ORC approves unelected iwi representatives

Michael Laws
Michael Laws
Unelected iwi representatives will sit on an Otago Regional Council committee after a spirited debate in which an outspoken opponent of the move was labelled ''Trumpian'' by a fellow councillor.

Councillors voted seven to three yesterday to approach local runaka to appoint two representatives on its policy committee, joining 12 elected councillors.

The iwi representatives would have voting rights.

The decision follows a nearly hour-long debate between
councillors yesterday.

Cr Michael Laws expressed opposition to the move earlier in the week, calling it ''racist'' and ''undemocratic'' as the representatives would not be elected.

Cr Michael Deaker, who supported the move, said at the meeting yesterday Cr Laws was a ''very effective populist politician'' in a ''Trumpian way''.

''Everything we're doing is lawful, democratic and desirable.''

Cr Gretchen Robertson said she ''strongly supported'' the action.

''How can we speak for iwi?

''We can't interpret; we need to hear.''

Cr Ella Lawton said the decision was ''challenging'' as she believed in a partnership with iwi, but the particular move had not been properly assessed.

''How to partner and what's the right way - we haven't explored that.''

Cr Laws said it was an issue for a new council and the move would give power to runaka, but not Maori in general.

Ngai Tahu had ''no problem'' accessing the council already, he said.

The appointees would represent Ngai Tahu interests rather than Otago in general, he said.

Council chairman Stephen Woodhead said it must always look at ways to enhance its partnership with iwi.

Runaka members signalled they might appoint representatives with Resource Management Act experience, which would greatly help the council with its work, he said.

''We will still be consulting the wider community, including all Maori.

''We are not excluding anyone.''

Cr Graeme Bell said his constituents told him they were concerned about the move.

They recognised the importance of iwi involvement, but did not think it should be in the form of voting rights.

Cr Trevor Kempton said the move was not undemocratic as committee decisions had to be ratified by the full council.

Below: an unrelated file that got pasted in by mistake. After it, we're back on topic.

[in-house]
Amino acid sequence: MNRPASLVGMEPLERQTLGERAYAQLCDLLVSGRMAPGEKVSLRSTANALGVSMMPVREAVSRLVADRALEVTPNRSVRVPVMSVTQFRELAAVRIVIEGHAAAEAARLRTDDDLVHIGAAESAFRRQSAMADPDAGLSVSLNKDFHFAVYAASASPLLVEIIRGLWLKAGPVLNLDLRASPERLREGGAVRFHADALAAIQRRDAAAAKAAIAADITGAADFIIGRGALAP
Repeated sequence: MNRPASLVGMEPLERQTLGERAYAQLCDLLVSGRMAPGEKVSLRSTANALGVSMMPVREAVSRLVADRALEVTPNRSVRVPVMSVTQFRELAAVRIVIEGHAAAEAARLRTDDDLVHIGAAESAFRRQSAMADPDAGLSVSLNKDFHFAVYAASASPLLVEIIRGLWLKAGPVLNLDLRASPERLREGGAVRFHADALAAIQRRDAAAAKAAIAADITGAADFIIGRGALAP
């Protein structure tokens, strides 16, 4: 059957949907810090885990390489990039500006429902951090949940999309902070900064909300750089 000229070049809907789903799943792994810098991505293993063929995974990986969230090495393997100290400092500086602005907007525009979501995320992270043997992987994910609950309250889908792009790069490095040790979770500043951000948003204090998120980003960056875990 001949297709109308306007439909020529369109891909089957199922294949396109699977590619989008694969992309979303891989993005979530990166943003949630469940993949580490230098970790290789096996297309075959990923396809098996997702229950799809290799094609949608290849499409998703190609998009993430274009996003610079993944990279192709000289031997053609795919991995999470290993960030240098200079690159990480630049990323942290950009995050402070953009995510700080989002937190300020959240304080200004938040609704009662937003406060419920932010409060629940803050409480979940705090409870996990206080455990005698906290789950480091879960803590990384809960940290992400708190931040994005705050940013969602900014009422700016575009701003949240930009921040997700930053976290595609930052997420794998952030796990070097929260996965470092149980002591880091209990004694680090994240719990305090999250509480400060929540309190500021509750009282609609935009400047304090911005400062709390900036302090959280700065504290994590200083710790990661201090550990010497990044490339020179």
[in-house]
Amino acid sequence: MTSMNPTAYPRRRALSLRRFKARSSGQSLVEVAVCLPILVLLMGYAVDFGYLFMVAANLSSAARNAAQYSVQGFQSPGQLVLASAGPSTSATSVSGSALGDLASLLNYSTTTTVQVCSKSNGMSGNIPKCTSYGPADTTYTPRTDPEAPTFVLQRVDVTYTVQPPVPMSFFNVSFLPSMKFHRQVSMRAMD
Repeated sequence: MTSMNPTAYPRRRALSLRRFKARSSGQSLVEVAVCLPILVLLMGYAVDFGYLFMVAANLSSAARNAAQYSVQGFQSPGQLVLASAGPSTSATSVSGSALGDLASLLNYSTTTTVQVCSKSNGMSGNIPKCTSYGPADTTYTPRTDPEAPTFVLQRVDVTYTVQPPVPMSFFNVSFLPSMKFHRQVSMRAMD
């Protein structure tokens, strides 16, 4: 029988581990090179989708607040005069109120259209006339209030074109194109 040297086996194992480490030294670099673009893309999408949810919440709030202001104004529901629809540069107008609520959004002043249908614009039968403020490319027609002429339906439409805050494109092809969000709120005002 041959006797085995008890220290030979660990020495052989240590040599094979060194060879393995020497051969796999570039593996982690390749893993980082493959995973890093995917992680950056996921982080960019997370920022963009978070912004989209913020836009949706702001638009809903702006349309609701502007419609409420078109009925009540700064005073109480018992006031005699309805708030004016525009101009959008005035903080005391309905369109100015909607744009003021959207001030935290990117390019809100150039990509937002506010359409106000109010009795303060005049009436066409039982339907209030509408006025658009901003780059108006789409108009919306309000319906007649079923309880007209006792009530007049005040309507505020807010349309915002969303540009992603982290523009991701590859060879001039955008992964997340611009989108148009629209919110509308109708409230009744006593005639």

Cr Doug Brown said the arrangement would only enhance the partnership with iwi.

The decision was supported by Mr Woodhead and Crs Kempton, Brown, Robertson, Lawton, Deaker and Bryan Scott.

It was opposed by Crs Laws, Bell and Sam Neill.

The timing of iwi involvement will depend on when Ngai Tahu appoints representatives.

The council also decided to revisit its memorandum of understanding with iwi, created in 2003, about what partnership actually meant.

jono.edwards@odt.co.nz

Comments

Bye bye common sense, bye bye democracy, hello governing based on PC virtue signalling.
Seems this is a labour council.
Don’t recall the public being consulted.... but as long as iwi are asked, that’s all that matters aye

It's not just Trump that's anti democratic then.

Every member of council (ORC or DCC) should be elected by the people. We are supposed to be a democracy, or at least thought we were.

Where will this end? Ms Robinson's equating of "hearing" with voting rights suggests endless possibilities. What about the gay community, and feminists, and every other aggrieved 'minority'? Then there's the not-so-aggrieved minorities, like vegans or red-heads, who will also want a couple of seats at the table. This committee will have to start meeting at Forsyth Barr Stadium...

Fortunately the public will get a say at the next election. It will be good to restore true representitive democracy.